NOAK Observatory (L02)

Exoplanet transits from their parent star

The observatory participates in two groups submitting transit time measurements. One is the Exoclock Team which is responsible for accurately checking the transit times of 1000 exoplanets in front of their parent star so that in 2029, when ESA's ARIEL spacecraft launches, it can study how they were created, their atmosphere and their chemical composition. The second is called Exoplanet Watch and is part of NASA. Its aim is to collate, as far as possible, all the measurements made concerning exoplanets and submit them to the AAVSO database. For more information on the pages: and .

Testing photometry programmes involving exoplanets.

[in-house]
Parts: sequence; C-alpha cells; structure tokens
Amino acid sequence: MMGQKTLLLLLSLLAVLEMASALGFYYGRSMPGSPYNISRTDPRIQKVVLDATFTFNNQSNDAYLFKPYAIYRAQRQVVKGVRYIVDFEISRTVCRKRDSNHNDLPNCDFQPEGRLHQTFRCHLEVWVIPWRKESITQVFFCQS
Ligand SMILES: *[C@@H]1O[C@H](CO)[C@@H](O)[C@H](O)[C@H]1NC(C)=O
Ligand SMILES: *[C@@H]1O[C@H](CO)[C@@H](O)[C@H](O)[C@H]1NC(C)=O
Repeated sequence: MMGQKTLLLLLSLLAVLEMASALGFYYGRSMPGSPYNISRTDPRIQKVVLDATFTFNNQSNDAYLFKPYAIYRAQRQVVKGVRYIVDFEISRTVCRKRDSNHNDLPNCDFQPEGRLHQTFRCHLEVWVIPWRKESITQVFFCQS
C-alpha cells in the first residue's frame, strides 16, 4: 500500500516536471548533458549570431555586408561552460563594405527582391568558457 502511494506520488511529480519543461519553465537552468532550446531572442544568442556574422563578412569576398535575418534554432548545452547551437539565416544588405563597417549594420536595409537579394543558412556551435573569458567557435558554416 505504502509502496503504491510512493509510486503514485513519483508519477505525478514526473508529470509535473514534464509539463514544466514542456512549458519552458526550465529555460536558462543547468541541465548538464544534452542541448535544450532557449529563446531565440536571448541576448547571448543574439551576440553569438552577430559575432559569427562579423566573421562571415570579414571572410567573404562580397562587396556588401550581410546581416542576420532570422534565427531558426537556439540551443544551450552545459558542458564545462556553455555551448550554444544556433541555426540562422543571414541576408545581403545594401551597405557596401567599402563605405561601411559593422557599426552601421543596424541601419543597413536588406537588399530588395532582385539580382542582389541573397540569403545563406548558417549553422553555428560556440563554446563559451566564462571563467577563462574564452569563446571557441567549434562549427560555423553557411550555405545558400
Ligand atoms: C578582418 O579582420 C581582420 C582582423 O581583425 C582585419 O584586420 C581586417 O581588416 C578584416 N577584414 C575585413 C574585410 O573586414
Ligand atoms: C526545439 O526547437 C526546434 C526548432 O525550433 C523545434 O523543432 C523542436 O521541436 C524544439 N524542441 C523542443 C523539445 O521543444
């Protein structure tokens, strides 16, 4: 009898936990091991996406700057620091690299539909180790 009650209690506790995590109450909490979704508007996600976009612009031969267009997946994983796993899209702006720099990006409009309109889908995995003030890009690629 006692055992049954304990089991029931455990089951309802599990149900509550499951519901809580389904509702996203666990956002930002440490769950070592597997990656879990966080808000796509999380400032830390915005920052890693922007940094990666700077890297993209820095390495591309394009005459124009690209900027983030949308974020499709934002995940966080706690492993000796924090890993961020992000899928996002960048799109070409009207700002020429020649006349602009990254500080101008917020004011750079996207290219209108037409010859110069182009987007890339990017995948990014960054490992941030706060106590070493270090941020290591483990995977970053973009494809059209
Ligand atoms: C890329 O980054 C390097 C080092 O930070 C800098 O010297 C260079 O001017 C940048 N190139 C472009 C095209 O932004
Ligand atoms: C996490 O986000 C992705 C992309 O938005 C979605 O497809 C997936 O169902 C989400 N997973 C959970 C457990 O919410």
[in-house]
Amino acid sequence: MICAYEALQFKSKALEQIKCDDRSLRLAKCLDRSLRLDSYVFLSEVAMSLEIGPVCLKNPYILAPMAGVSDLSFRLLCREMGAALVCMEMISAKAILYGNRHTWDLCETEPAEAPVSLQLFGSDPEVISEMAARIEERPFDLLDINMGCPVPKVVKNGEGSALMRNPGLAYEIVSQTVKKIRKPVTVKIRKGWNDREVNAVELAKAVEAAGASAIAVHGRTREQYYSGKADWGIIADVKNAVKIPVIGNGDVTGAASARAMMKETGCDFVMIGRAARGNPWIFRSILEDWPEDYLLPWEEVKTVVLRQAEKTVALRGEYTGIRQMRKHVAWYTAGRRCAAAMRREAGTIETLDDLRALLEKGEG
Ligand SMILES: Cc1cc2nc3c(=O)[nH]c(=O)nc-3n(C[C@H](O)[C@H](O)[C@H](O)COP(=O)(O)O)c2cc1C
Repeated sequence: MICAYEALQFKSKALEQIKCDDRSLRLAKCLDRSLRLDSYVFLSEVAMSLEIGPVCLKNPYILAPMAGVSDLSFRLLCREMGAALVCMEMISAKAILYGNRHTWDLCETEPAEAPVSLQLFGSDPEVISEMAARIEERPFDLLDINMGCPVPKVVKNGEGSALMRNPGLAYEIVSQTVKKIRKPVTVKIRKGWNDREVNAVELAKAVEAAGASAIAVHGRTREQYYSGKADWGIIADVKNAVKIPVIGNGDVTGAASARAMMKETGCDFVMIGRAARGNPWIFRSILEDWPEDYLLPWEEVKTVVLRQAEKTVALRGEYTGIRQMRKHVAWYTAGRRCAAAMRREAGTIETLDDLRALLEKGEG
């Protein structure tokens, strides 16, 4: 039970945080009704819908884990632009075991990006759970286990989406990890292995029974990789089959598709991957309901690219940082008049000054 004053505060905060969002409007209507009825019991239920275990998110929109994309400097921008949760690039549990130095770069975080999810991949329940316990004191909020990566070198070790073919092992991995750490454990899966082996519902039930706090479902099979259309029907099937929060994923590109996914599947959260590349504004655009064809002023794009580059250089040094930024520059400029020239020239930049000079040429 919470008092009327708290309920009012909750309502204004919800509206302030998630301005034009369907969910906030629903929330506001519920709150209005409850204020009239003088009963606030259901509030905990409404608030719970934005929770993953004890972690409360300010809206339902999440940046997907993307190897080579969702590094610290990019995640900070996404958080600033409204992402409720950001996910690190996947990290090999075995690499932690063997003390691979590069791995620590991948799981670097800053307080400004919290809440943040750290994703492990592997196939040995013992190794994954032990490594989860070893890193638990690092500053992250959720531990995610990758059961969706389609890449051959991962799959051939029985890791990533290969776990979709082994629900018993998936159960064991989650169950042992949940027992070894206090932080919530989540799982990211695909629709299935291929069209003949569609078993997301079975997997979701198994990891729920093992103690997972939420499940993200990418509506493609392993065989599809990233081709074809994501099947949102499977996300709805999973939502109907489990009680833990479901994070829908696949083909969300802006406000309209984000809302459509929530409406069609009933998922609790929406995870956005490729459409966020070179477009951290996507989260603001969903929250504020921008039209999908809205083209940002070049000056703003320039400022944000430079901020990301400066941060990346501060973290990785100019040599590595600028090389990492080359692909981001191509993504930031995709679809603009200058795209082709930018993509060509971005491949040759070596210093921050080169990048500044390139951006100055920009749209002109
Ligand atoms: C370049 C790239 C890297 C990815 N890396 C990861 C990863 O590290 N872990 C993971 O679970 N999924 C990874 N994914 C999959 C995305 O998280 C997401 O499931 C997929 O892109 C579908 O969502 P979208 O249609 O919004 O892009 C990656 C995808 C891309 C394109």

Four of the most important photometric programs for studying the passage of an exoplanet in front of its parent star that are widely used by amateur and professional astronomers are HOPS, AstroImageJ, EXOTIC and Muniwin. HOPS is the program used by the vast majority of users to create a photometric curve of an exoplanet. This is because these measurements are collected in ESA's database called EXOCLOCK and will be used in the 2029 ARIEL space mission to study the physical characteristics of 1000 exoplanets. The community in Greece includes 15 people if I'm not mistaken and is growing all the time. This is also due to the fact that the creator of the project is Greek (Angelos Tsiaras) and the coordination of the presentation to the public of the whole project belongs to Anastasia Kokori. The program is very user-friendly and its interface is based on the PYTHON language. On the Exoclock website you can find detailed information on how you can participate in this very worthwhile and ambitious project. In this way the measurements of an amateur are of great value to the scientific community. AstroImageJ is a photometry program that was also used in the data analysis of the TESS mission. It is more widely used on the other side of the Atlantic and by professional astronomers. It is a program that is also used to study exoplanets primarily and less so for variable stars and asteroids. Personally I think it is aimed at people with more knowledge of the subject, although with enough practice one can do it. It has too many parameters that will cover every aspect to properly create the curve. EXOTIC is the photometry program proposed by NASA for the analysis of a passage. It is also easy to install, based on the PYTHON programming language. What I didn't like about handling this particular program is its complete automation. Apart from entering some critical parameters, you don't do anything else. The good thing is that you can save your measurements and submit them to AAVSO. Finally Muniwin. A program that does it all and it pays off. Very easy to use with a very nice interface, it makes it easy for the most inexperienced observer to build a photometric curve for variable stars, asteroids and exoplanets. It is used by many people and there is a lot of information on the web. Also the measurement results can be stored in various formats to be submitted to many databases e.g. AAVSO, ETD etc. Which program one chooses is purely subjective. In the end, however, I truly believe that one of the most beautiful feelings an astronomer (amateur or not) can feel is at the end of this process to see the photometric curve appears on the computer screen!